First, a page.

Recovery from LGAT "Discovery" in Dallas
Date: September 04, 2007 01:37PM
I have attended Discovery (all three trainings) and I am a licensed therapist who is not a church-goer and pretty suspicious by nature. Most people would consider me a critical thinker who doesn't buy into a lot of B.S. I was very hesitant to attend and am shocked to admit, quite gratefully, that I have benefitted a lot from going through the training.
I can completely understand how, if you haven't gone...but a family member has...you might feel excluded or feel left out of a powerful experience your loved one has had. And I felt very suspect of the process during the initial weekend...however...I feel comfortable attesting to the fact that it is not a cult. Do I agree with every part of the training? No. Am I allowed to disagree with parts of the training? Yes. Has Discovery attempted mind control on me or tried to dictate anything about who or how I spend my time or the priorities in my life? No way. Nobody has recruited me to change anything in my life (my faith, my family, my job, my career, my hometown, etc.). I suppose what I have gotten most out of the experience is...the realization that people have the same basic human needs, and that it is very easy to go through our lives not feeling great, despite our many efforts to improve ourselves.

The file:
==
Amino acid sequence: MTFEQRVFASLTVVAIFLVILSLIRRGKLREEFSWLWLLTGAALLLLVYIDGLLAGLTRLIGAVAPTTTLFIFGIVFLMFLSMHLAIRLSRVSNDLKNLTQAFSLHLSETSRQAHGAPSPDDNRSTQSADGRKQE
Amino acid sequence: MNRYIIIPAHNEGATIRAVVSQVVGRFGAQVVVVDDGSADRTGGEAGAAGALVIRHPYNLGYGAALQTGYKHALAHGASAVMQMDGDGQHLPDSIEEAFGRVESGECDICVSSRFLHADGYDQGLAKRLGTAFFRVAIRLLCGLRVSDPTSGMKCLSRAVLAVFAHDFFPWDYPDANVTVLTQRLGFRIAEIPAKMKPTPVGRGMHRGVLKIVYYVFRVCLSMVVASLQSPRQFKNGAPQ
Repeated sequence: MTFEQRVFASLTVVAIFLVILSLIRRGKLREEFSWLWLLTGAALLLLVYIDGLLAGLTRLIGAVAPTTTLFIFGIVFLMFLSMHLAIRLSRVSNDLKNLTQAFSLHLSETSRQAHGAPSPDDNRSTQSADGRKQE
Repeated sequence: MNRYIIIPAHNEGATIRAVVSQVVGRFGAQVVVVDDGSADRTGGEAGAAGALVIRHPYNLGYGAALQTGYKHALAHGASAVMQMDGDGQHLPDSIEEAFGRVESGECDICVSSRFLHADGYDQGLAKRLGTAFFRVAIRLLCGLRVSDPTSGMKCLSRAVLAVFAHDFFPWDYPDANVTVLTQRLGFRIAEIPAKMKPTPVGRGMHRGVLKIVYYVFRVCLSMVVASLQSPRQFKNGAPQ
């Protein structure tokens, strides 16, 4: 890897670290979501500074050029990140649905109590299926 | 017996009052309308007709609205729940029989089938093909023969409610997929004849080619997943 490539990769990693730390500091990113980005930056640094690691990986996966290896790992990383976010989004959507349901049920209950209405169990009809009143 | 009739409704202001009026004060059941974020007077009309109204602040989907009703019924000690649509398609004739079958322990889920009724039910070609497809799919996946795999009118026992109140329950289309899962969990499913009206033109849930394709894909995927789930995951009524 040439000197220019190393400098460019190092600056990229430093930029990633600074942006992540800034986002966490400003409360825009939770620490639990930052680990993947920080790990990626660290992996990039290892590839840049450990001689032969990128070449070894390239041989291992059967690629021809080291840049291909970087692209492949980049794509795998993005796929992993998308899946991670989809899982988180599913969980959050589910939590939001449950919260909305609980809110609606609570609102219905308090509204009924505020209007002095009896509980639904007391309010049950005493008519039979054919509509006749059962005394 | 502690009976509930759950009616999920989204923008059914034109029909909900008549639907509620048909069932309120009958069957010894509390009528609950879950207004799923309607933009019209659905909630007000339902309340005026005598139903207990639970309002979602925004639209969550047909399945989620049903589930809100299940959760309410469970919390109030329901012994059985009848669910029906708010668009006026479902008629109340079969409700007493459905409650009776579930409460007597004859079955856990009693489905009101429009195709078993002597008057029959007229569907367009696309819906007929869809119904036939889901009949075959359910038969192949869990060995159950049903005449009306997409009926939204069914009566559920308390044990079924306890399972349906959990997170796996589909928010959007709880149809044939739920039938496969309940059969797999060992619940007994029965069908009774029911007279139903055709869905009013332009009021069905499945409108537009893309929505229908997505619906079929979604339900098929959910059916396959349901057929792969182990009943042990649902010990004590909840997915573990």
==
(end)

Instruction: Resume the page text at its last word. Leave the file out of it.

Discovery had such a positive impact on my husband (who went before me) that I agreed to attend myself, quite hesitantly. I can say now that I feel more free, loving, honest and alive than I did before the trainings. I was pretty high-functioning before attending Discovery, but have had past doubts with depression and anxiety. While therapy I've had has been very helpful...I feel that Discovery was able to offer me something therapy couldn't...an "experience" with a group that has allowed me to see myself in a more realistic light and also inspire me to live a better life. Discovery has also challenged me to be a more honest and accountable and loving person. I am really grateful for this. Other people who've been through have gotten ENTIRELY different "gems" from attending. It's a personal thing--not a cultish thing. I can also say that none of my political or religious beliefs have changed.
The point of Discovery is just to help you identify what you want most out of life, and help you free yourself of what gets in the way of that. If you love someone who has been to Discovery, and don't feel that they are taking more personal responsibility in their life...then your loved one has missed the point. I see that has happened with some of the people who were in my group--maybe not so ready to face their part in why they are unhappy. Or...perhaps they were depressed and stuck already...who knows? All I know is...if your loved one has been through Discovery and is still blaming everyone else in their life for their problems...they missed the point--big time.
Discovery is indeed a large group awareness training of sorts, but it is by no means a cult. Cults make sure that all members believe the same things and have the same purposes and goals. My experience with Discovery showed that each person who went took away something different from the experience. Some people "felt better" for going, some "felt worse" for a while as they began to finally deal with the junk of their past that prevents them from living the life they want.